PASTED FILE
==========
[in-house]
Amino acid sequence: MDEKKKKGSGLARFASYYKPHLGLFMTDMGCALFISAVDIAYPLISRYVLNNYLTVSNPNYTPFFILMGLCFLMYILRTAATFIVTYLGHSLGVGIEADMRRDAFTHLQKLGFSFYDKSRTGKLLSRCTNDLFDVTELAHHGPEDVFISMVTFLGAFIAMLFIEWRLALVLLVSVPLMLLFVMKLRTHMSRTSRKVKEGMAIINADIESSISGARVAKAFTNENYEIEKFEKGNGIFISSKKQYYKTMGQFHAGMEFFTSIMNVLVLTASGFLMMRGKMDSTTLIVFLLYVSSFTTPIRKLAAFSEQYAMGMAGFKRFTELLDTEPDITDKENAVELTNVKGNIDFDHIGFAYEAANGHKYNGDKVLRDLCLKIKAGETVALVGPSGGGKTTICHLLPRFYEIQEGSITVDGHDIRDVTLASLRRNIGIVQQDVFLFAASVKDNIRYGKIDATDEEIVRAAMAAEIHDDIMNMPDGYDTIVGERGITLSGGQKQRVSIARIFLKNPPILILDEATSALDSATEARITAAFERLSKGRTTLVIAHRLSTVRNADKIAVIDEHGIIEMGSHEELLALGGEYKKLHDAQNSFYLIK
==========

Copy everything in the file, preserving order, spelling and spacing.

[in-house]
Amino acid sequence: MDEKKKKGSGLARFASYYKPHLGLFMTDMGCALFISAVDIAYPLISRYVLNNYLTVSNPNYTPFFILMGLCFLMYILRTAATFIVTYLGHSLGVGIEADMRRDAFTHLQKLGFSFYDKSRTGKLLSRCTNDLFDVTELAHHGPEDVFISMVTFLGAFIAMLFIEWRLALVLLVSVPLMLLFVMKLRTHMSRTSRKVKEGMAIINADIESSISGARVAKAFTNENYEIEKFEKGNGIFISSKKQYYKTMGQFHAGMEFFTSIMNVLVLTASGFLMMRGKMDSTTLIVFLLYVSSFTTPIRKLAAFSEQYAMGMAGFKRFTELLDTEPDITDKENAVELTNVKGNIDFDHIGFAYEAANGHKYNGDKVLRDLCLKIKAGETVALVGPSGGGKTTICHLLPRFYEIQEGSITVDGHDIRDVTLASLRRNIGIVQQDVFLFAASVKDNIRYGKIDATDEEIVRAAMAAEIHDDIMNMPDGYDTIVGERGITLSGGQKQRVSIARIFLKNPPILILDEATSALDSATEARITAAFERLSKGRTTLVIAHRLSTVRNADKIAVIDEHGIIEMGSHEELLALGGEYKKLHDAQNSFYLIK